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  • Writer's pictureFletcher Consulting

Manners and Microaggressions

“That man has no brought-upsy.”


That’s what I would hear my Jamaican mother mutter when she witnessed rude behavior in another adult.


(You have to imagine the accent.)


The expression implies that bad manners reflected shamefully on the whole family. That message landed heavy on me growing up. We were expected to behave respectfully when out and about, and especially when interacting with adults—and extra specially with elders.


The rules of etiquette were a basic part of growing up: your “brought-upsy.”


I think about that expression sometimes when I talk about microaggressions—or when I experience them.


“Where are you from? I mean, where are you really from?”


“Can I touch your hair? It’s so exotic!”


“Your name is so long. Mind if I call you Molly instead?”


All-too-common comments like these—or any of the other momentary triggers faced by people in marginalized groups—seem like “no big deal” to the people perpetrating them. But they create a chronic feeling of otherness for those targeted.


Another way to put it? They are rude.


And they could actually be prevented if folks would just use good manners.


In Jamaica, your “good brought-upsy” would have taught you that it’s rude to highlight what you perceive as people’s differences if you don’t know them. You wouldn’t ask intrusive questions. You wouldn’t cut in front of them in line, or let a door slam in someone’s face. You wouldn’t mispronounce their name.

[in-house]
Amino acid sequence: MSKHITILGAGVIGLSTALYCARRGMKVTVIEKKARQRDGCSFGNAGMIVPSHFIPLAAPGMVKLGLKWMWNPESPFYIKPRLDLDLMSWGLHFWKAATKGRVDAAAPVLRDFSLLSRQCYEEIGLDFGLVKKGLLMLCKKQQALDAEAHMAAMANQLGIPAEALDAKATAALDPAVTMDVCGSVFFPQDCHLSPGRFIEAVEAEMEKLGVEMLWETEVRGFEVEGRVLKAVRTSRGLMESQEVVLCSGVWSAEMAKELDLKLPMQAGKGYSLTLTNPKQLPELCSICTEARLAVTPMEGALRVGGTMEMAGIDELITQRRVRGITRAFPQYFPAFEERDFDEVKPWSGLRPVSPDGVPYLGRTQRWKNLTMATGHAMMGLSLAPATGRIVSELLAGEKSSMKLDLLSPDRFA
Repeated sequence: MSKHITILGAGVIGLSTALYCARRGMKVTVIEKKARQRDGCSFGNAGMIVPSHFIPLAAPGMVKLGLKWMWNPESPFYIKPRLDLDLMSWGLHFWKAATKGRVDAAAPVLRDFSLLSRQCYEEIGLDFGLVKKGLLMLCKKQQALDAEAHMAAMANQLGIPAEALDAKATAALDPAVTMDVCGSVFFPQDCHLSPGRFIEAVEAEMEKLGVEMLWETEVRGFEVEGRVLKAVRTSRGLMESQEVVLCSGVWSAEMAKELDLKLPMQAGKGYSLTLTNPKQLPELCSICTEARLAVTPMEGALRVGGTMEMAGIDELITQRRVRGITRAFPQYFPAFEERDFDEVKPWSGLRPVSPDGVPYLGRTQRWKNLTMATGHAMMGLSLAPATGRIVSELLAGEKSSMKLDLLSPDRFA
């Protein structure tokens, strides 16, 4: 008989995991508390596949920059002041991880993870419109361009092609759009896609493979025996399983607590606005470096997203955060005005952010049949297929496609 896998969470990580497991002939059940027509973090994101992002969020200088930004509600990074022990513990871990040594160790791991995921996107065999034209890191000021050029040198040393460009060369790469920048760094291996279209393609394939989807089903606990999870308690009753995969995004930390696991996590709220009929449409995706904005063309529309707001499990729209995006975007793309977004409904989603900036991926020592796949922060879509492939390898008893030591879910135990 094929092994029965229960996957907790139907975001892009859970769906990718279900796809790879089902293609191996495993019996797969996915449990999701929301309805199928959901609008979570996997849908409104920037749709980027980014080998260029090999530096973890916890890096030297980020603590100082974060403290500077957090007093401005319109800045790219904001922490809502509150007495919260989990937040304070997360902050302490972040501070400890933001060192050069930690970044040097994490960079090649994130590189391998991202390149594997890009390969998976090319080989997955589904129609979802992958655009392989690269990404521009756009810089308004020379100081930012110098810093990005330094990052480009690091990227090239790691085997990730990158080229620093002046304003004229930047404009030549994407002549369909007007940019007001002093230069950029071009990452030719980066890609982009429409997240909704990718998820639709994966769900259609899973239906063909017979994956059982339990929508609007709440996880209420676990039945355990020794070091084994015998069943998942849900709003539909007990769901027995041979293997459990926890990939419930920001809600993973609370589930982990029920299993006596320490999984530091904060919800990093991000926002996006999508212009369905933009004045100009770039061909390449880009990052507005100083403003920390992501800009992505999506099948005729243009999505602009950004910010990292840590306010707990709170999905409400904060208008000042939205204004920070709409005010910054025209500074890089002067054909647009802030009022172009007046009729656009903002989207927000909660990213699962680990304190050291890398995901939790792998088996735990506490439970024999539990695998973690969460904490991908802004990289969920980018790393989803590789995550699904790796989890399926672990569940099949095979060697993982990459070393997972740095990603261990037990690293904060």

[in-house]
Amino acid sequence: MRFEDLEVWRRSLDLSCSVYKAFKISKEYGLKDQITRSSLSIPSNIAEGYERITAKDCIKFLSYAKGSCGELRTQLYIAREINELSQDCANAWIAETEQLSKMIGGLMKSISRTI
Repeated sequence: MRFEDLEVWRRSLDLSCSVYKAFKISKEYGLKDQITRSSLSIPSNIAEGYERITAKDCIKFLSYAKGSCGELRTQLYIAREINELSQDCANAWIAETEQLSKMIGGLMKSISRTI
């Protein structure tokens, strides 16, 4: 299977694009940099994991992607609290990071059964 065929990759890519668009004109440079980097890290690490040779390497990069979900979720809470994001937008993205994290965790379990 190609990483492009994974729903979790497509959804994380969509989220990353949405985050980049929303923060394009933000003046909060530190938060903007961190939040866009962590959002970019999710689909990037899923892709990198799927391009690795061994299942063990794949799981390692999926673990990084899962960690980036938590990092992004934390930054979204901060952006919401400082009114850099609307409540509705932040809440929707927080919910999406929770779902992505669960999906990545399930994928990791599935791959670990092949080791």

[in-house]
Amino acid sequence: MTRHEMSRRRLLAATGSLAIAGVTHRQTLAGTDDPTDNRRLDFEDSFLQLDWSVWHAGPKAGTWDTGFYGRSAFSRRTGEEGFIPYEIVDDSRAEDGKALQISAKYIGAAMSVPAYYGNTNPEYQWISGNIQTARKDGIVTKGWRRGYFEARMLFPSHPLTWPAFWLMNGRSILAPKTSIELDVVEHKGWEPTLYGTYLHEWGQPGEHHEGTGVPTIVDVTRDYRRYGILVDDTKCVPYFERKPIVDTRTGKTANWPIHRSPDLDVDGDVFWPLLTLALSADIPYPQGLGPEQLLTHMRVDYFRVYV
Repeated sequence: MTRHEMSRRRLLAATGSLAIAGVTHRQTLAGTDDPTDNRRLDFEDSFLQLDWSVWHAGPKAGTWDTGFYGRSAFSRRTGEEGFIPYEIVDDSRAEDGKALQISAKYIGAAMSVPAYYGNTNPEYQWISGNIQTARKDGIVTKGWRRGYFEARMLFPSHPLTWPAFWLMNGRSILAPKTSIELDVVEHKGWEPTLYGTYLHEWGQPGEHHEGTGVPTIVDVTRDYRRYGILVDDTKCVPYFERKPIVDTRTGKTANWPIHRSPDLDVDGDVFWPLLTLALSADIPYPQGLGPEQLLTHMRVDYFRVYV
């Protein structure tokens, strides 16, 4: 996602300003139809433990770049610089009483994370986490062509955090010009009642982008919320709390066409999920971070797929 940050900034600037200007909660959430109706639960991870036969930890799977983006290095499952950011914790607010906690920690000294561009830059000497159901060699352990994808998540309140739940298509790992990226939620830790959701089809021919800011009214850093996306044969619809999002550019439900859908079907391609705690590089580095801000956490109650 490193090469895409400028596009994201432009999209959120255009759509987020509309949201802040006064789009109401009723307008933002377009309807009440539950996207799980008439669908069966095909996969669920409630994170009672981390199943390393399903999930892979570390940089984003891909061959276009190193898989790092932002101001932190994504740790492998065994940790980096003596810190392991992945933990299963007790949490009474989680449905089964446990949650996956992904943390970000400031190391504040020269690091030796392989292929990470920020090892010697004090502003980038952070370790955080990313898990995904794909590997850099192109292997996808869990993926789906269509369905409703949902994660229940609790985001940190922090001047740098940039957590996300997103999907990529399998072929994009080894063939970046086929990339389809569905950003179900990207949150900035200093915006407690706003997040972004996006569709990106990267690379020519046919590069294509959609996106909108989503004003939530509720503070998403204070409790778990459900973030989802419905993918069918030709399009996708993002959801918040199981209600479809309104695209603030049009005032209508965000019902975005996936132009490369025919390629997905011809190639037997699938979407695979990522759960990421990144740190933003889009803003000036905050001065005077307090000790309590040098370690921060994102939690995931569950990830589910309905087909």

(I was going to say you wouldn’t interrupt someone—but actually, in Jamaica it was insensitive not to interrupt. It implies you aren’t engaged in the conversation!)


If we recall our early lessons in manners, and treat others with respect, we would go a long way toward reducing the interpersonal irritants that fall especially hard on women and people of color, as well as so many other people not associated with the dominant group.

We are always relearning our good manners.

But of course it’s not that simple. Stereotypes and biased ideology are also part of the “brought-upsy” we get in today’s world.


So while we all want to be respectful to others, we don’t always see everybody as equally worthy of respect.


We are always relearning our good manners, even as adults. And when I call someone by the wrong name, or make a false assumption about where someone is from, I hear my mother disapprove in her beautiful accent.


“Where is your brought-upsy!”

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